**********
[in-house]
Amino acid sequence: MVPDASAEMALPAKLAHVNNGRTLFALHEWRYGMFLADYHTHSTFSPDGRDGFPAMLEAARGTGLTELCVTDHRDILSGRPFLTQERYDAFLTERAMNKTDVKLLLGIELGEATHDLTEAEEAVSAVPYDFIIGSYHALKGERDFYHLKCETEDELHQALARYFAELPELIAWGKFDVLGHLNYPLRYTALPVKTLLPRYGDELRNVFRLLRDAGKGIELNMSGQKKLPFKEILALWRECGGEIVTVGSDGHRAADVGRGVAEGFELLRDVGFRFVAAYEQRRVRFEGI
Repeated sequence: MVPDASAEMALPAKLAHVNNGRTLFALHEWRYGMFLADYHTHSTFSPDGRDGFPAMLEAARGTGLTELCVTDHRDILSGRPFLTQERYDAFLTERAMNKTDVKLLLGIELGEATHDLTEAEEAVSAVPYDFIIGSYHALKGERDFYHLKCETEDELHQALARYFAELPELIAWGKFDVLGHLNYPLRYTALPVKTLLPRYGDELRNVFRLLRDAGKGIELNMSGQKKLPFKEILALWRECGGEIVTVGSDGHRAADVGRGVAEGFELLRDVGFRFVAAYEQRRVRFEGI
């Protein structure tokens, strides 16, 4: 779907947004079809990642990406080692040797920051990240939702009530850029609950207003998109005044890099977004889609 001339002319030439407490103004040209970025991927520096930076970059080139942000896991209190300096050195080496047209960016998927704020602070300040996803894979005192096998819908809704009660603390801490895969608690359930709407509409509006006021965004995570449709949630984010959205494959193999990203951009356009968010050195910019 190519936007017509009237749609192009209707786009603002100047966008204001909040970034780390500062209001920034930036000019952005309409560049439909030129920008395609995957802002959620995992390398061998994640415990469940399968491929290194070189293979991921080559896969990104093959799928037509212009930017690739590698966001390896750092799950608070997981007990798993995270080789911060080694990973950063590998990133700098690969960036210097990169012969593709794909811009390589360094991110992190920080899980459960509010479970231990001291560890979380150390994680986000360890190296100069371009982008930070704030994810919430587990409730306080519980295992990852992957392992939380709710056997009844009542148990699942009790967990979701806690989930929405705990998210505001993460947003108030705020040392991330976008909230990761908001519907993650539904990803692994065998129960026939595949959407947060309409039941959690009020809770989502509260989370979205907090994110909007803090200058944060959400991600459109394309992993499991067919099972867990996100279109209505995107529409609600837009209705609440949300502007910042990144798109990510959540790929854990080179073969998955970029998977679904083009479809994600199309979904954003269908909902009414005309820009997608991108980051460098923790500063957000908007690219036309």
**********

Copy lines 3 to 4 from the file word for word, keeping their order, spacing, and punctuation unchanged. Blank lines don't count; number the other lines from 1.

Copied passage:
Repeated sequence: MVPDASAEMALPAKLAHVNNGRTLFALHEWRYGMFLADYHTHSTFSPDGRDGFPAMLEAARGTGLTELCVTDHRDILSGRPFLTQERYDAFLTERAMNKTDVKLLLGIELGEATHDLTEAEEAVSAVPYDFIIGSYHALKGERDFYHLKCETEDELHQALARYFAELPELIAWGKFDVLGHLNYPLRYTALPVKTLLPRYGDELRNVFRLLRDAGKGIELNMSGQKKLPFKEILALWRECGGEIVTVGSDGHRAADVGRGVAEGFELLRDVGFRFVAAYEQRRVRFEGI
């Protein structure tokens, strides 16, 4: 779907947004079809990642990406080692040797920051990240939702009530850029609950207003998109005044890099977004889609 001339002319030439407490103004040209970025991927520096930076970059080139942000896991209190300096050195080496047209960016998927704020602070300040996803894979005192096998819908809704009660603390801490895969608690359930709407509409509006006021965004995570449709949630984010959205494959193999990203951009356009968010050195910019 190519936007017509009237749609192009209707786009603002100047966008204001909040970034780390500062209001920034930036000019952005309409560049439909030129920008395609995957802002959620995992390398061998994640415990469940399968491929290194070189293979991921080559896969990104093959799928037509212009930017690739590698966001390896750092799950608070997981007990798993995270080789911060080694990973950063590998990133700098690969960036210097990169012969593709794909811009390589360094991110992190920080899980459960509010479970231990001291560890979380150390994680986000360890190296100069371009982008930070704030994810919430587990409730306080519980295992990852992957392992939380709710056997009844009542148990699942009790967990979701806690989930929405705990998210505001993460947003108030705020040392991330976008909230990761908001519907993650539904990803692994065998129960026939595949959407947060309409039941959690009020809770989502509260989370979205907090994110909007803090200058944060959400991600459109394309992993499991067919099972867990996100279109209505995107529409609600837009209705609440949300502007910042990144798109990510959540790929854990080179073969998955970029998977679904083009479809994600199309979904954003269908909902009414005309820009997608991108980051460098923790500063957000908007690219036309």